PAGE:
While there has been a rise in awareness regarding learning difficulties in our country, has the perception of dyslexia changed at all? In a country obsessed with rote learning and educational qualifications, it is not easy for children dealing with dyslexia and their parents to cope with the problem at hand. We live in a society which  measures capabilities of children using the metric system of marks, percentage and grades. So a child is only intelligent when he or she is performing well academically. Where does this system leave children with dyslexia?

SOME TAKEAWAYS

  • Our education system measures intelligence through proficiency in rote learning.
  • The inhospitable education system makes parents see mere learning difficulties as disabilities in their children.
  • A difficulty in learning skills like reading and writing using traditional methods doesn’t mean that they are incapable of learning these skills.
  • To change this perception, first, we need to change our perception of intelligence and education. 

In our society, a child is intelligent when he or she is performing well academically.

Barrister Suchitra Vijayan recently pointed out the fault lines in our education system, when it comes to helping out children with dyslexia, in a series of tweets. Vijayan, who was diagnosed with dyslexia at the age of ten, reveals that there was no awareness about what it meant to engage with a child who was different, back then. However, despite a rise in awareness among parents via films and social media, one needs to ask, has our attitude towards learning difficulties changed, at all?

Most parents still think there is something wrong with their child, if he or she has dyslexia. They feel ashamed of their children’s learning problems, internalising the “blame” for it. Their child is “unfit” for the rat-race that is the education system of this country. How will he or she have a normal life, when passing elementary exams is also a struggle? Many parents are still advised to send their kids to special schools, as some kids find conventional and commonplace rote learning techniques applied in most schools difficult. It fills such kids with an inferiority complex and a feeling of being social misfits.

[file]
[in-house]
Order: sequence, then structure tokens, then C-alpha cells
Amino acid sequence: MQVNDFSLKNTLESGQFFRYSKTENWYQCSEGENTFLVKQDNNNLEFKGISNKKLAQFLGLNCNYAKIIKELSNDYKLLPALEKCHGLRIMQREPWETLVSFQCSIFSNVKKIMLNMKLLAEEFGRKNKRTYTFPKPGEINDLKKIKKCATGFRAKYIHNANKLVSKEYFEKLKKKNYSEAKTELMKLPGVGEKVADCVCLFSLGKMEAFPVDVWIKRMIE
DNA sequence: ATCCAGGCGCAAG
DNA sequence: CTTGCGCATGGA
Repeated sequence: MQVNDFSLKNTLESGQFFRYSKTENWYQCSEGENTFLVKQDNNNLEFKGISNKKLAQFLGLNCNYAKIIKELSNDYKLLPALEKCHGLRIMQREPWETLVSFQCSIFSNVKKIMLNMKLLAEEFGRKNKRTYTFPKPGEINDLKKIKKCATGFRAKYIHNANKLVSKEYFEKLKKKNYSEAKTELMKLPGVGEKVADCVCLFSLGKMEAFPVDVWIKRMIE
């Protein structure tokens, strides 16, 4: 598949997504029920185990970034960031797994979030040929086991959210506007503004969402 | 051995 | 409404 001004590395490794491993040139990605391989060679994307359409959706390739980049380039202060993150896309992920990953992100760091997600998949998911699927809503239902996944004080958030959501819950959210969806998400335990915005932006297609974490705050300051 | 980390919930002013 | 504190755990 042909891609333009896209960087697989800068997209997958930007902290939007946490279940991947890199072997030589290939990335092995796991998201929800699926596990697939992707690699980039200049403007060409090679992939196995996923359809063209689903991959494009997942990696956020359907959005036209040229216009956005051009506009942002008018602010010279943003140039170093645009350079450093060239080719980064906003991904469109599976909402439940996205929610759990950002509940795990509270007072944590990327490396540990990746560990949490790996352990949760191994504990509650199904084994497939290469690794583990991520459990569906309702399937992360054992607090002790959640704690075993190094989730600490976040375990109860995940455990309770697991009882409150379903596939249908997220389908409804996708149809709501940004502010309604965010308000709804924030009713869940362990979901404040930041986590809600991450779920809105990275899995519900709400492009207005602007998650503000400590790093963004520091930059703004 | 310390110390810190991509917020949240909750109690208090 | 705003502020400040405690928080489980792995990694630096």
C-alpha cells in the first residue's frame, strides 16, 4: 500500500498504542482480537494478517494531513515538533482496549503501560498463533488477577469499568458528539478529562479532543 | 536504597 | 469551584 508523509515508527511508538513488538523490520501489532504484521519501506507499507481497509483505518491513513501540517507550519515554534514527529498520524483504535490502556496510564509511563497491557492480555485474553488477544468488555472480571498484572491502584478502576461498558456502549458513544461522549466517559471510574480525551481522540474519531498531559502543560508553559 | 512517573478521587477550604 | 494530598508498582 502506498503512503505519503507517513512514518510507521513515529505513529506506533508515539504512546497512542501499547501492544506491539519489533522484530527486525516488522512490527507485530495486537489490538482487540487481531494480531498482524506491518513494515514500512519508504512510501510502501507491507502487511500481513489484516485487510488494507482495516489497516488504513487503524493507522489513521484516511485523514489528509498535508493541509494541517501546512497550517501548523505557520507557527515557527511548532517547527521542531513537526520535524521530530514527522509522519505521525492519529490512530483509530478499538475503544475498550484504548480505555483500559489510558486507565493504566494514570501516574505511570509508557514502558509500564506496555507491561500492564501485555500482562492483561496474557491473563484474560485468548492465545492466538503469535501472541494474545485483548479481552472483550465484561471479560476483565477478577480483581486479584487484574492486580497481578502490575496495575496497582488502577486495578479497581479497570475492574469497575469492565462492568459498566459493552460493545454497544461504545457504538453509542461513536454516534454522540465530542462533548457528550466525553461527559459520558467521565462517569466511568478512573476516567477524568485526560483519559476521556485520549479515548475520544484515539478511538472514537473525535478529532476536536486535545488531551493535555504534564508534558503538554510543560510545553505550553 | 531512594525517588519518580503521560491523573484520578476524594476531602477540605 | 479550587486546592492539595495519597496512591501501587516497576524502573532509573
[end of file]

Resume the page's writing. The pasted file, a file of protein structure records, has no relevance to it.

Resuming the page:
Dyslexia isn’t a disability, it is a difficulty.

It isn’t their fault though, it is ours. A difficulty in learning skills like reading and writing using traditional methods doesn’t mean that they are incapable of learning these skills. It just means teachers and parents need to use unconventional teaching techniques with them. Also, dyslexia doesn’t affect the intelligence of the child, as is the common perception. Thus, there is no reason why such a child can’t go to a mainstream school. Though one on one tutoring and lessons from specialist teachers may help them a lot.

To change the social perception about learning difficulties, first, we need to change our perception of education and intelligence. They cannot be limited to being good at rote learning or scoring top marks. Sadly, we as Indian parents have reduced it to just that. We forget that every child is different, and so is their mind and their capabilities. Why are we so obsessed with rote learning skills among children? If dyslexic children face issues adjusting in school, develop low self-esteem and confidence, then it is our fault for creating a hostile environment around them. The impediment in their education isn’t their learning difficulty but our refusal to change our system for them.

Picture Credit : Eparent

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Yamini Pustake Bhalerao is a writer with the SheThePeople team, in the Opinions section.  The views expressed are the author’s own.

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